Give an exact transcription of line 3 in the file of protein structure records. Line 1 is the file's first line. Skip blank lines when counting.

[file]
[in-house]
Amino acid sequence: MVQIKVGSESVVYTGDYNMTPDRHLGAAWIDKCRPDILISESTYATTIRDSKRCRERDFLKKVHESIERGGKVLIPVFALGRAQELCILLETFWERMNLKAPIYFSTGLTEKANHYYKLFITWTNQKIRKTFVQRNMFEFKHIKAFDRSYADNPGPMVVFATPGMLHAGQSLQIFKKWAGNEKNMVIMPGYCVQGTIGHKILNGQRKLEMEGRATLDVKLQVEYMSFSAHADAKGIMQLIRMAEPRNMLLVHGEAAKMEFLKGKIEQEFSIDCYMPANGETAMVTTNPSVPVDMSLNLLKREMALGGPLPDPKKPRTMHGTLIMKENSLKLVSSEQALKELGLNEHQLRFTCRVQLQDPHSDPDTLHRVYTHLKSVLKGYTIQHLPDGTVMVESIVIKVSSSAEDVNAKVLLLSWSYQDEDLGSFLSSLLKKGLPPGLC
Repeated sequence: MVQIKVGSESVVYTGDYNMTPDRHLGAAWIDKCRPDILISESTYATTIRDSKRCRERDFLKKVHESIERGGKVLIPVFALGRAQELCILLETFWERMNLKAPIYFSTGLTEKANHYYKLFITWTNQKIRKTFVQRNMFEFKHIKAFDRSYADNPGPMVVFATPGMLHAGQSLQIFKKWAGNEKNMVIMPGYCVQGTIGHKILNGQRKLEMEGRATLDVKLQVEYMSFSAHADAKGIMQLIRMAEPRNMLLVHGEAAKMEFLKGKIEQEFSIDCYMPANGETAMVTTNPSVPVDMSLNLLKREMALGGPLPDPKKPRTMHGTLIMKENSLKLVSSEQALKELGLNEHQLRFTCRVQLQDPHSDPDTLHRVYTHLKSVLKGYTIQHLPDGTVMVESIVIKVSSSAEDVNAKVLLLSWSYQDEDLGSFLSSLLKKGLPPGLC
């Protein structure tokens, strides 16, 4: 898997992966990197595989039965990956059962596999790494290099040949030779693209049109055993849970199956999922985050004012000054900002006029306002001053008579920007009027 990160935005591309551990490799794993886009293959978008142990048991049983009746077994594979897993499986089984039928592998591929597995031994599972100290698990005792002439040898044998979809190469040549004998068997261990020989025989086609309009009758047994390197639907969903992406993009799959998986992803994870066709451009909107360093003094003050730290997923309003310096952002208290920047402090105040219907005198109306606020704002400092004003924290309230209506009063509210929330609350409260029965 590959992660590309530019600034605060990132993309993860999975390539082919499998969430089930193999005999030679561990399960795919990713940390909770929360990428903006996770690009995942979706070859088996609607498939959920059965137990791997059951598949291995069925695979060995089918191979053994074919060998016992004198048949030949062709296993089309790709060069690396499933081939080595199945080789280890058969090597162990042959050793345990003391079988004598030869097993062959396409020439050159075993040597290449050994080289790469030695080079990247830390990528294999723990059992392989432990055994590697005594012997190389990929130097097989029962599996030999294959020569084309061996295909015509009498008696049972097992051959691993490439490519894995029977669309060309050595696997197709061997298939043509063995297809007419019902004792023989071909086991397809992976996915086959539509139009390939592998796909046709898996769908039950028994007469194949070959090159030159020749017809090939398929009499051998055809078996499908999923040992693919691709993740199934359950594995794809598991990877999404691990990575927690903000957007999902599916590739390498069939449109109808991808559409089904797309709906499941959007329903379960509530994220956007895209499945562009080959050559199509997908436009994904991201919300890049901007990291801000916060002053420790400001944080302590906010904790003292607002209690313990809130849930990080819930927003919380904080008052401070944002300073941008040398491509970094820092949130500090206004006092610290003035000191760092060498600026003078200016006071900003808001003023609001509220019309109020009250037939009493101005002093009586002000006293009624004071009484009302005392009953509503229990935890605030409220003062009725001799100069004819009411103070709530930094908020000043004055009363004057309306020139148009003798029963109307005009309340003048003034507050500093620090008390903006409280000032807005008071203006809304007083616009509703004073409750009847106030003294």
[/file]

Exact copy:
Repeated sequence: MVQIKVGSESVVYTGDYNMTPDRHLGAAWIDKCRPDILISESTYATTIRDSKRCRERDFLKKVHESIERGGKVLIPVFALGRAQELCILLETFWERMNLKAPIYFSTGLTEKANHYYKLFITWTNQKIRKTFVQRNMFEFKHIKAFDRSYADNPGPMVVFATPGMLHAGQSLQIFKKWAGNEKNMVIMPGYCVQGTIGHKILNGQRKLEMEGRATLDVKLQVEYMSFSAHADAKGIMQLIRMAEPRNMLLVHGEAAKMEFLKGKIEQEFSIDCYMPANGETAMVTTNPSVPVDMSLNLLKREMALGGPLPDPKKPRTMHGTLIMKENSLKLVSSEQALKELGLNEHQLRFTCRVQLQDPHSDPDTLHRVYTHLKSVLKGYTIQHLPDGTVMVESIVIKVSSSAEDVNAKVLLLSWSYQDEDLGSFLSSLLKKGLPPGLC